Friday, April 3, 2015 12:00 AM

Treating the whole person in fighting cancer

For 14 years Sandra Miller and her good friend Janet Tanaka have been regulars at the Wednesday morning cancer support group at California Cancer Center. The two breast cancer survivors trained to help others through the ordeal they endured since they know just how important this kind of emotional support was to their own healing.

Sandra Miller and her good friend Janet Tanaka smiling at the regular Wednesday morning cancer support group at California Cancer Center.“Just before I had my mastectomy surgery 15 years ago I panicked,” Miller said. “They said come in to a group and ask your questions… In that one session, they became my family. I was calm after that. I want to provide that same unconditional support to others, because panic can really, really be debilitating.”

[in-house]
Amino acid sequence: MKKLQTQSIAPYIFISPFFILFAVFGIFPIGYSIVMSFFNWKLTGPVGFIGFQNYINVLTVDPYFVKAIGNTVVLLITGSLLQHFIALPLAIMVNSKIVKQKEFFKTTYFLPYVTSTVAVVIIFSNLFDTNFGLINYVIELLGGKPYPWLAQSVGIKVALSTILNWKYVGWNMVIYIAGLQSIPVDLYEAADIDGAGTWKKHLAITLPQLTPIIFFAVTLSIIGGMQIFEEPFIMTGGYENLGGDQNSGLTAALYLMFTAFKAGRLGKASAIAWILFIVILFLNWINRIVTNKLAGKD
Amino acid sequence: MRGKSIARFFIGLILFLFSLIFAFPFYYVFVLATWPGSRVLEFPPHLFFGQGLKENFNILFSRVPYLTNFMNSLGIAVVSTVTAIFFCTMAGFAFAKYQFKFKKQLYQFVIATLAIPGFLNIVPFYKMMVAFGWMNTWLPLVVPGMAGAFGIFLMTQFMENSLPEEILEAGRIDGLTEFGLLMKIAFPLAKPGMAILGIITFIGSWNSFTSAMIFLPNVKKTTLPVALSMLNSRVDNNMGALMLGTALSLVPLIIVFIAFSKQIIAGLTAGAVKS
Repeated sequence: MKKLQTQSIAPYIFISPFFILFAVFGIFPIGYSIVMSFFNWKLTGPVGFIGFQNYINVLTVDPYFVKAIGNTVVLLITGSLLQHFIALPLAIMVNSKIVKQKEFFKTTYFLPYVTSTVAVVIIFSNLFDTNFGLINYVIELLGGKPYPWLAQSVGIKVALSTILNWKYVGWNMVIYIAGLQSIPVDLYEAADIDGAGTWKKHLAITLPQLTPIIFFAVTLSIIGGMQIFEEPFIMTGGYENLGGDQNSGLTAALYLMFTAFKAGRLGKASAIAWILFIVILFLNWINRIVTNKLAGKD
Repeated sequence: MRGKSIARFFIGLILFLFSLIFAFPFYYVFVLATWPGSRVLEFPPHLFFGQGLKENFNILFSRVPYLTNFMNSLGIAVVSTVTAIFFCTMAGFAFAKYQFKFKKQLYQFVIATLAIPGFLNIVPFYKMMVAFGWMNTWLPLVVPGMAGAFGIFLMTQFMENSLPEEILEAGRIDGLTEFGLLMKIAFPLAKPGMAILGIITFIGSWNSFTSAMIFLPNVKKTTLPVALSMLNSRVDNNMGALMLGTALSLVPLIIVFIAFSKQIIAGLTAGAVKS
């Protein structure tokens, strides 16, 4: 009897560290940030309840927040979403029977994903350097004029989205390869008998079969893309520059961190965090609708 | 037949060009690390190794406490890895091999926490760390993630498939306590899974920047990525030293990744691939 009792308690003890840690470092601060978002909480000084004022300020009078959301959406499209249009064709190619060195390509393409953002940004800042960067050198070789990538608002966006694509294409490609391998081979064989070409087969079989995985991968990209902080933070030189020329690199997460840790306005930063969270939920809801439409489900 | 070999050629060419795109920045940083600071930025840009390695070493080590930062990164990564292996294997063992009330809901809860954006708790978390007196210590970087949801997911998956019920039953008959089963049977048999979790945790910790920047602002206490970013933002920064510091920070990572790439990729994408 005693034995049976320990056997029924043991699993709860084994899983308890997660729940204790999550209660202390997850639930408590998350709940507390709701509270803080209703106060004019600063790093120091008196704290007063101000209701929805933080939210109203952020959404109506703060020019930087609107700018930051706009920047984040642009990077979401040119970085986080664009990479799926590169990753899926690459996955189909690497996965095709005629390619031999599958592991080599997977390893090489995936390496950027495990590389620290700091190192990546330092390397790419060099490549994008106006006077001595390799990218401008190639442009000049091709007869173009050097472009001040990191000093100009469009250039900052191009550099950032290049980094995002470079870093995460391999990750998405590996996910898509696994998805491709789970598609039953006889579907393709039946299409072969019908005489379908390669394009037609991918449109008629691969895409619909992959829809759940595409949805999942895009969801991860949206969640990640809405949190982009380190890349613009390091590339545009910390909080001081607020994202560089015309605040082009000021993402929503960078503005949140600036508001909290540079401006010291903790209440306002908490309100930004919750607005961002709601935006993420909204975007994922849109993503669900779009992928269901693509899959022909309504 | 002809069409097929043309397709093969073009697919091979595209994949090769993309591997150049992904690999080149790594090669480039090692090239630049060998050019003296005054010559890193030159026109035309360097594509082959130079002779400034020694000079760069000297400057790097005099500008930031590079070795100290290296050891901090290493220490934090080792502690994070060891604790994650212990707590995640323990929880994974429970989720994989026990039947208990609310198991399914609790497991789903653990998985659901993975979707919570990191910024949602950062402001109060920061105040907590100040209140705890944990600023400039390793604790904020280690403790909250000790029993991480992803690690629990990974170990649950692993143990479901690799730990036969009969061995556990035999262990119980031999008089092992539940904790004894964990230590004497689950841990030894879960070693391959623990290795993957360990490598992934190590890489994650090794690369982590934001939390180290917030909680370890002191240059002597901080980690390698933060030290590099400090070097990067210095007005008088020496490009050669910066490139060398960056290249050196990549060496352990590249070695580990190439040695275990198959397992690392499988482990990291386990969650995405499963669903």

The link between cancer survival rates and emotional support isn’t definitive, but many medical studies have shown measurable differences in depression rates, improvements in hopefulness and enhanced quality of life for patients who receive that assistance. It’s important enough that the American College of Surgeons requires psychosocial distress screening and counseling support for cancer patients as a requirement for accreditation of cancer centers. Yet it’s not care that’s billed to insurance companies or Medicare and Medi-Cal.

Community Regional Medical Center has two full-time oncology social workers as well as cancer survivors who help patients at the California Cancer Center and the downtown hospital as part of the health system’s uncompensated community benefits.

“Our distress screening of all cancer patients looks at where they are socially, emotionally, spiritually and with their family,” said Cynthia Burton, LCSW, an oncology social worker. “Our role is to walk them through creating an advanced healthcare directive, provide individual counseling or group support or connect them to other resources depending on their needs.”

She said the health benefit are clear when patients aren’t struggling with depression. “Patients with hope are more responsive to treatment. And even after all the radiation, surgery, chemotherapy and doctors are done with a patient, we still see them. Patients are constantly faced with ‘What if it comes back?’”

Erin Kennedy reported this story. Reach her at